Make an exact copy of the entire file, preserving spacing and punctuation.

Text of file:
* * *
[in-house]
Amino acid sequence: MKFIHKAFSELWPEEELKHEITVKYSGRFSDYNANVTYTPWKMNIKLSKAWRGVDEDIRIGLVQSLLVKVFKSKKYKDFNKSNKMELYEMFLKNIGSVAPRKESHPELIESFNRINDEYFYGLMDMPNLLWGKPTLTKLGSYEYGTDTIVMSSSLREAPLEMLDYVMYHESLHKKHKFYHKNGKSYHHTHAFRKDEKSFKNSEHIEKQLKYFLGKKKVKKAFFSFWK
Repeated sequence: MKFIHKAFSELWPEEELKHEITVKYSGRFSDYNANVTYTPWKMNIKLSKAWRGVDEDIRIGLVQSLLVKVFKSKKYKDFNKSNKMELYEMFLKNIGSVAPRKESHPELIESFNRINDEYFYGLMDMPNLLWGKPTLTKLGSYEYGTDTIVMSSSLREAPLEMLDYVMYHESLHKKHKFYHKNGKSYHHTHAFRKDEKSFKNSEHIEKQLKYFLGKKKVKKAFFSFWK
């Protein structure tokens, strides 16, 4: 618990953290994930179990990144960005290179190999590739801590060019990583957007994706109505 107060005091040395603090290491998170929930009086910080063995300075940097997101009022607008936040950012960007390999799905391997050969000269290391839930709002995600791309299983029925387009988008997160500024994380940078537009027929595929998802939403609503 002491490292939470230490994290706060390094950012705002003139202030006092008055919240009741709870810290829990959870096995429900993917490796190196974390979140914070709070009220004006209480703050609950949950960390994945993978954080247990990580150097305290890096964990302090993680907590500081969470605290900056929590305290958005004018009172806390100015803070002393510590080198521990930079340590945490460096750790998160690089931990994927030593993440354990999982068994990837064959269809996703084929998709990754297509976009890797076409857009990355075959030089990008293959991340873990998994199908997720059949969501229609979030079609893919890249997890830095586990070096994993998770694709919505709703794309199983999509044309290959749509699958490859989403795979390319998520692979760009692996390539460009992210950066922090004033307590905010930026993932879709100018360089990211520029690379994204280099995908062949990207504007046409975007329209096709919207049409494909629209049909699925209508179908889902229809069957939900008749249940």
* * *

[in-house]
Amino acid sequence: MKFIHKAFSELWPEEELKHEITVKYSGRFSDYNANVTYTPWKMNIKLSKAWRGVDEDIRIGLVQSLLVKVFKSKKYKDFNKSNKMELYEMFLKNIGSVAPRKESHPELIESFNRINDEYFYGLMDMPNLLWGKPTLTKLGSYEYGTDTIVMSSSLREAPLEMLDYVMYHESLHKKHKFYHKNGKSYHHTHAFRKDEKSFKNSEHIEKQLKYFLGKKKVKKAFFSFWK
Repeated sequence: MKFIHKAFSELWPEEELKHEITVKYSGRFSDYNANVTYTPWKMNIKLSKAWRGVDEDIRIGLVQSLLVKVFKSKKYKDFNKSNKMELYEMFLKNIGSVAPRKESHPELIESFNRINDEYFYGLMDMPNLLWGKPTLTKLGSYEYGTDTIVMSSSLREAPLEMLDYVMYHESLHKKHKFYHKNGKSYHHTHAFRKDEKSFKNSEHIEKQLKYFLGKKKVKKAFFSFWK
């Protein structure tokens, strides 16, 4: 618990953290994930179990990144960005290179190999590739801590060019990583957007994706109505 107060005091040395603090290491998170929930009086910080063995300075940097997101009022607008936040950012960007390999799905391997050969000269290391839930709002995600791309299983029925387009988008997160500024994380940078537009027929595929998802939403609503 002491490292939470230490994290706060390094950012705002003139202030006092008055919240009741709870810290829990959870096995429900993917490796190196974390979140914070709070009220004006209480703050609950949950960390994945993978954080247990990580150097305290890096964990302090993680907590500081969470605290900056929590305290958005004018009172806390100015803070002393510590080198521990930079340590945490460096750790998160690089931990994927030593993440354990999982068994990837064959269809996703084929998709990754297509976009890797076409857009990355075959030089990008293959991340873990998994199908997720059949969501229609979030079609893919890249997890830095586990070096994993998770694709919505709703794309199983999509044309290959749509699958490859989403795979390319998520692979760009692996390539460009992210950066922090004033307590905010930026993932879709100018360089990211520029690379994204280099995908062949990207504007046409975007329209096709919207049409494909629209049909699925209508179908889902229809069957939900008749249940």